Often have ceiling panels demanding a large draw of water or four or more shower functions. Often times these systems will use a network of volume control devices with one or more thermostatic valves. These systems can draw 10-20 GPM when in full operation and should always have ¾” plumbing connections. You might also want to consider a designated tankless hot water heater for the bathroom to compensate for higher hot water consumption. The WaterTile ceiling panel by Kohler is an excellent centerpiece for a custom-tiled walk in shower that would require ¾” valve options.
Valve size is an important consideration, but some of the other aspects to keep in mind include:Back To Top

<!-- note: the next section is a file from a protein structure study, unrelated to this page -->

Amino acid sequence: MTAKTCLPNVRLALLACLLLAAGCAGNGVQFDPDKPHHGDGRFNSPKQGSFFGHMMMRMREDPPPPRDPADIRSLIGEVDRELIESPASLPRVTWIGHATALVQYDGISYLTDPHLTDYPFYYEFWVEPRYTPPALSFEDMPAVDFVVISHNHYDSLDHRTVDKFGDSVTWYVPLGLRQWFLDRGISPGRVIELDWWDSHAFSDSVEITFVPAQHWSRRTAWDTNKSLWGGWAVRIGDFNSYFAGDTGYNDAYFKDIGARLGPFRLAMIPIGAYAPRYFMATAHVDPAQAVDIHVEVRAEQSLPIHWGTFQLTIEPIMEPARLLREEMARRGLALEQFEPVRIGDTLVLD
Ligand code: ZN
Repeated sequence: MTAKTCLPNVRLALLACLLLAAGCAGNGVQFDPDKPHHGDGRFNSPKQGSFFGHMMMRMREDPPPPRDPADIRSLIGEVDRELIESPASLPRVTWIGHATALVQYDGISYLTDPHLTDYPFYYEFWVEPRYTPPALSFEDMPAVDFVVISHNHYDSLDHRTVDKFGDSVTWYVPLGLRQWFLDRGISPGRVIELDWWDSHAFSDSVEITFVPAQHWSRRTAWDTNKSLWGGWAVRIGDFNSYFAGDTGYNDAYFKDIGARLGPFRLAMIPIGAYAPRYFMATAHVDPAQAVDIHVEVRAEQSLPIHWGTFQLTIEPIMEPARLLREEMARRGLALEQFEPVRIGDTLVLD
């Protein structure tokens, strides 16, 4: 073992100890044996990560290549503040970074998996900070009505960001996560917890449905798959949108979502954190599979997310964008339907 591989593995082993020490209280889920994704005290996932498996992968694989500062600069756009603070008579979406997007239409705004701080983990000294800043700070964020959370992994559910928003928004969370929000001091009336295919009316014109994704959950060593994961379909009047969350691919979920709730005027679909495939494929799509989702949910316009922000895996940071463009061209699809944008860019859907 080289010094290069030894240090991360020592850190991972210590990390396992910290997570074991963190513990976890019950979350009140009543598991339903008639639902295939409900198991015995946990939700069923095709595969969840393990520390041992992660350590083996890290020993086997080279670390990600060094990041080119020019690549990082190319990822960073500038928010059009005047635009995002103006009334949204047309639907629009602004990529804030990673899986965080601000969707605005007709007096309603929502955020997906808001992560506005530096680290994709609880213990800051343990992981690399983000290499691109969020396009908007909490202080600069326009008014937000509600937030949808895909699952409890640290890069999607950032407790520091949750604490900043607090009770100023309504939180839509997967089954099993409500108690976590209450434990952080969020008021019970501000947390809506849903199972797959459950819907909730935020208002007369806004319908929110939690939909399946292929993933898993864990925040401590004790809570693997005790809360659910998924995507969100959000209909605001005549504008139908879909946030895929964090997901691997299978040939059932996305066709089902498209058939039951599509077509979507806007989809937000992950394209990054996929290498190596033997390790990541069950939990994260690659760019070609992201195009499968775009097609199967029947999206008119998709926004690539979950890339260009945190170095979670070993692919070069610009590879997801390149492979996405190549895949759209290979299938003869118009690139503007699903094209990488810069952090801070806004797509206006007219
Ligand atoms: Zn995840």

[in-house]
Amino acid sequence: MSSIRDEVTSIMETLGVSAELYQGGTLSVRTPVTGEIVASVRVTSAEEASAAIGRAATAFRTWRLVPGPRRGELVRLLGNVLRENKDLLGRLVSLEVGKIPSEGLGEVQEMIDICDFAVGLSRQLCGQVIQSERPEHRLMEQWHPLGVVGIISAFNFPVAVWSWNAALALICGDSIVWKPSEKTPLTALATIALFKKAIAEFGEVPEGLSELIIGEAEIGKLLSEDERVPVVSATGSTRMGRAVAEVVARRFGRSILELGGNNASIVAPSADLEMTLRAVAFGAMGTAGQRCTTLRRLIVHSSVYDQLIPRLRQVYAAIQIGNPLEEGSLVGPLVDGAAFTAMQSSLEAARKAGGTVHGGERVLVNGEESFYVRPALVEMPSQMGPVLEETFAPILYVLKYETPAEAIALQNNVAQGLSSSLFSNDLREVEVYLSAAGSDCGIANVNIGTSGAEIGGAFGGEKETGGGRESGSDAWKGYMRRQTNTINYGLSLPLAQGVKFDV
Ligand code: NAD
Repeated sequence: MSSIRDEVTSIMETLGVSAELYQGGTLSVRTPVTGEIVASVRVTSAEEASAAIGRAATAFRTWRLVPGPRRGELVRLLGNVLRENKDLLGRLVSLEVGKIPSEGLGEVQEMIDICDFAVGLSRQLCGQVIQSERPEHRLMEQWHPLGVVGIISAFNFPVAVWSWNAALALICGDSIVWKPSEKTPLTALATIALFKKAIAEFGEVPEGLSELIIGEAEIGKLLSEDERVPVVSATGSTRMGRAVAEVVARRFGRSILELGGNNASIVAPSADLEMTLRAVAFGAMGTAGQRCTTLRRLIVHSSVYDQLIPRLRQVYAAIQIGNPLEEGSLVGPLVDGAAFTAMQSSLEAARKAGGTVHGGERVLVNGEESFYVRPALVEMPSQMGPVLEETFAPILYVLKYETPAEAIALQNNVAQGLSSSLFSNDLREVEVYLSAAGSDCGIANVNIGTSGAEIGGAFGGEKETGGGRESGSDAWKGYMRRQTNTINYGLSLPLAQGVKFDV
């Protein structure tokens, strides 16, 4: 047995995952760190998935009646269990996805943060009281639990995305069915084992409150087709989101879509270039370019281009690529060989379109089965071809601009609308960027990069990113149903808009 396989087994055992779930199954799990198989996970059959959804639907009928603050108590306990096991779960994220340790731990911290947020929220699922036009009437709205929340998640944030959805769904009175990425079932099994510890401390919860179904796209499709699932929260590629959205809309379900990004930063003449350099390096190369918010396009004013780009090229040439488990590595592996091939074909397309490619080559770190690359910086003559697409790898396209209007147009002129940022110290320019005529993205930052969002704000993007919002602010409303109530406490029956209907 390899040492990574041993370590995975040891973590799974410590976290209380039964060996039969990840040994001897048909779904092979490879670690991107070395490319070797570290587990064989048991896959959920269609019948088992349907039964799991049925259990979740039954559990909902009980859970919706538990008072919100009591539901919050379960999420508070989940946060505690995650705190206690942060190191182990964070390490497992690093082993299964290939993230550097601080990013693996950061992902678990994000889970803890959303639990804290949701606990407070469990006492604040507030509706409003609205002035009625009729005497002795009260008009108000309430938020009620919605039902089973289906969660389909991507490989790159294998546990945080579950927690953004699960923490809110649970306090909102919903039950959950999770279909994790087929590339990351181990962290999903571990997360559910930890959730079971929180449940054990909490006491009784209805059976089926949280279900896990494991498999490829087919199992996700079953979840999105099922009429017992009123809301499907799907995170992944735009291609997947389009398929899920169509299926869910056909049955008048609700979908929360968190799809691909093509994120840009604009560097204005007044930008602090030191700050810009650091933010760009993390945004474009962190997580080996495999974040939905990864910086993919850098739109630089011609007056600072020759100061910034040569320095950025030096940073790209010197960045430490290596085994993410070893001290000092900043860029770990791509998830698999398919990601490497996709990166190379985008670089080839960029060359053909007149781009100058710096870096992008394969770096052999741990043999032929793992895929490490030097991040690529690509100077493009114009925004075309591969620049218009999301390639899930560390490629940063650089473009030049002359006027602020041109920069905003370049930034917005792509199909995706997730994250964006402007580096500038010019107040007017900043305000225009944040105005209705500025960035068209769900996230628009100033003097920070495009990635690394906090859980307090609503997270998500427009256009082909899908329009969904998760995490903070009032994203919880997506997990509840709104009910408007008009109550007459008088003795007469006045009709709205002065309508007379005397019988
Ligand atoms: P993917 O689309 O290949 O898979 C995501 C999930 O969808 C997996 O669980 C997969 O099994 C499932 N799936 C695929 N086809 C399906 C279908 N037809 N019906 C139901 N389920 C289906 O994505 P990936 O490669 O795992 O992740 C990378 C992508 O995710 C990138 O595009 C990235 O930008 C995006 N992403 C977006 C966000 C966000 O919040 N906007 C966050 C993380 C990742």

Temperature Limit Stops:
Often the showers we design need to be kid friendly. A simple way to ensure they don’t get burned is select models that include a scald guard or limit stop. Most brands, including the budget friendly Danze and Price Pfister to the designer lines from Kohler and Showhouse by Moen include scald-guards as a standard feature.
Pressure or Thermostatic Balancing:
The showers of yesteryear would often have hot or cold water spikes when running appliances or flushing toilets in the house. Most models today come with a pressure balancing mechanisms to minimize temperature spikes. Many of Hansgrohe’s valves include a thermostatic balancing device, more accurate than the traditional pressure balancing upgrade. Hansgrohe’s Solaris Handle and Valve trim is an example of their thermostatic balanced valves. It also functions as a volume control, temperature control, and diverter all in one unit.